[jir-uh n-dohl]


a rotating and radiating firework.
an ornate bracket for candelabra or the like, sometimes with a reflecting mirror at the back of the shelf.
a brooch or earring consisting of a central ornament with usually three smaller ornaments hanging from it.

Also gi·ran·do·la [ji-ran-dl-uh] /dʒɪˈræn dl ə/.

Origin of girandole

1625–35; < French < Italian girandola, derivative of girare to turn in a circle < Latin gȳrāre, derivative of gȳrus a circle < Greek gŷros Unabridged Based on the Random House Unabridged Dictionary, © Random House, Inc. 2019

Examples from the Web for girandole

Historical Examples of girandole

  • It was intended to be a sort of cross between the girandole and the war-rocket.

  • Generally they assumed the girandole shape hung with pear-shaped pendants.


    H. Clifford Smith,

  • They were the only tenants of the room, which was small, cedar-panelled and lighted by a girandole of sparkling crystal.

    The Snare

    Rafael Sabatini

  • I have seen a set of cut-glass sent to Calcutta for the purpose, or a girandole, too handsome for Brazilian purchasers.

  • The empanelled walls were white, with here a gilt mirror, flanked on either side by a girandole in ormolu.

    The Lion's Skin

    Rafael Sabatini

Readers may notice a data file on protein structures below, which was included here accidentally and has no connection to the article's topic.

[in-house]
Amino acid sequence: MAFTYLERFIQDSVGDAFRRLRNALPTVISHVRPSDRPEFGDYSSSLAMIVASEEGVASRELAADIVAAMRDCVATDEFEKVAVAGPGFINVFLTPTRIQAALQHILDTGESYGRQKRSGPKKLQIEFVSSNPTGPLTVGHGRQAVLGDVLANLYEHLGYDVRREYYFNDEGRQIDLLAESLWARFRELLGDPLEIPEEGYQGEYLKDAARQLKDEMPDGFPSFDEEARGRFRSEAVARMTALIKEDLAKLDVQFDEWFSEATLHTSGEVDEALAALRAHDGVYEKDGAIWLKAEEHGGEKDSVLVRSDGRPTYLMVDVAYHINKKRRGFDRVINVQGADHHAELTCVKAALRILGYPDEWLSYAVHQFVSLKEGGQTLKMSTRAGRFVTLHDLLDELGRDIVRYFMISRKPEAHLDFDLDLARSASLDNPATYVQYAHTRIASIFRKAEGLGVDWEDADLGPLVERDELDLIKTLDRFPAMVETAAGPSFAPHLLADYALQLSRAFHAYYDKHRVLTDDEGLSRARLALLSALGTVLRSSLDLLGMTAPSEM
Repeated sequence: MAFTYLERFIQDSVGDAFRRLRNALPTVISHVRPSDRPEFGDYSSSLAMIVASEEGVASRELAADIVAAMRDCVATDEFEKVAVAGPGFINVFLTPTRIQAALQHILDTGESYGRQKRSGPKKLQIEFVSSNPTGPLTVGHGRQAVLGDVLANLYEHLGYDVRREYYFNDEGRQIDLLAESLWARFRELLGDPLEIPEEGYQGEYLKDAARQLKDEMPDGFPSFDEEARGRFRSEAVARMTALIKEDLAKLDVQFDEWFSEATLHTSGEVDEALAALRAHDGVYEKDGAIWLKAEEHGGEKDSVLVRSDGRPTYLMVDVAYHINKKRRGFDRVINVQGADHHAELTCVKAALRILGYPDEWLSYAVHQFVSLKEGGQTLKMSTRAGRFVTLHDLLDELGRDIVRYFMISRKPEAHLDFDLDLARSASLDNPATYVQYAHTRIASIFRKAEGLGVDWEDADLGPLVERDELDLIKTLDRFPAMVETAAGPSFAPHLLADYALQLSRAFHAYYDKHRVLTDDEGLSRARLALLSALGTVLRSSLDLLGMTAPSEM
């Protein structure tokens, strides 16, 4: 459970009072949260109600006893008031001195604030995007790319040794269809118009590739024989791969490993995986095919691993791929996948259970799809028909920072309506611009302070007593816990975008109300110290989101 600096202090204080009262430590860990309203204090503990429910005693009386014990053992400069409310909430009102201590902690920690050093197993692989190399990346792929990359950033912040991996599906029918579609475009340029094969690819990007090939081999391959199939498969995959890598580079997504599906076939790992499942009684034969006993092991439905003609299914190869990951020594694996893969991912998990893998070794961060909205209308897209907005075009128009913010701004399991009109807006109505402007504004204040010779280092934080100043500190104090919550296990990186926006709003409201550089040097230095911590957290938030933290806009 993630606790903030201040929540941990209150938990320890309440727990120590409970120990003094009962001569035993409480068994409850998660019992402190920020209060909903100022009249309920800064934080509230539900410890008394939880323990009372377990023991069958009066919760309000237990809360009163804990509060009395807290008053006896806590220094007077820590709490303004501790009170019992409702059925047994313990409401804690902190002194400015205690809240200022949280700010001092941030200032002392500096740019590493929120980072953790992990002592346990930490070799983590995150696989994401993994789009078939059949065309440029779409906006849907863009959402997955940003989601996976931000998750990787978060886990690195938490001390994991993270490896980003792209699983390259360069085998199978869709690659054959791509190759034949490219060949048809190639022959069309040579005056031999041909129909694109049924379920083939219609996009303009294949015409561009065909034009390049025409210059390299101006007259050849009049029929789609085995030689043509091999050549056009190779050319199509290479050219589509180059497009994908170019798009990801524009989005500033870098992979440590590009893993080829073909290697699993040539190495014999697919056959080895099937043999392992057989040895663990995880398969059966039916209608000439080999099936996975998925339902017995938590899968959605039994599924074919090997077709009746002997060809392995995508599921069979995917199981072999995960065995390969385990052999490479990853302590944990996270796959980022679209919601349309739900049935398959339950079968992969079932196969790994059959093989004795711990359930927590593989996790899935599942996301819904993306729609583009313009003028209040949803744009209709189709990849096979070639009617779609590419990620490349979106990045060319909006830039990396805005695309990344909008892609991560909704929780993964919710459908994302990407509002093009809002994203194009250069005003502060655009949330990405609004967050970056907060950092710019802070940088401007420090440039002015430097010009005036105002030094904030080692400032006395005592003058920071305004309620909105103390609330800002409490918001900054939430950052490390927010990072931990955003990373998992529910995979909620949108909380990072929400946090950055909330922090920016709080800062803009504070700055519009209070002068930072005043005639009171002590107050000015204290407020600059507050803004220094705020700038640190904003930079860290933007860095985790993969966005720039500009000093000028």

British Dictionary definitions for girandole


girandola (dʒɪˈrændələ)


an ornamental branched wall candleholder, usually incorporating a mirror
an earring or pendant having a central gem surrounded by smaller ones
a kind of revolving firework
artillery a group of connected mines

Word Origin for girandole

C17: from French, from Italian girandola, from girare to revolve, from Latin gӯrāre to gyrate
Collins English Dictionary - Complete & Unabridged 2012 Digital Edition © William Collins Sons & Co. Ltd. 1979, 1986 © HarperCollins Publishers 1998, 2000, 2003, 2005, 2006, 2007, 2009, 2012

Word Origin and History for girandole

1630s, a type of fireworks; 1825 as a type of earring or pendant, from French girandole, from Italian girandola, diminutive of giranda "a revolving jet," from Latin gyrandus, gerundive of gyrare "to turn round in a circle, revolve" (see gyration).

Online Etymology Dictionary, © 2010 Douglas Harper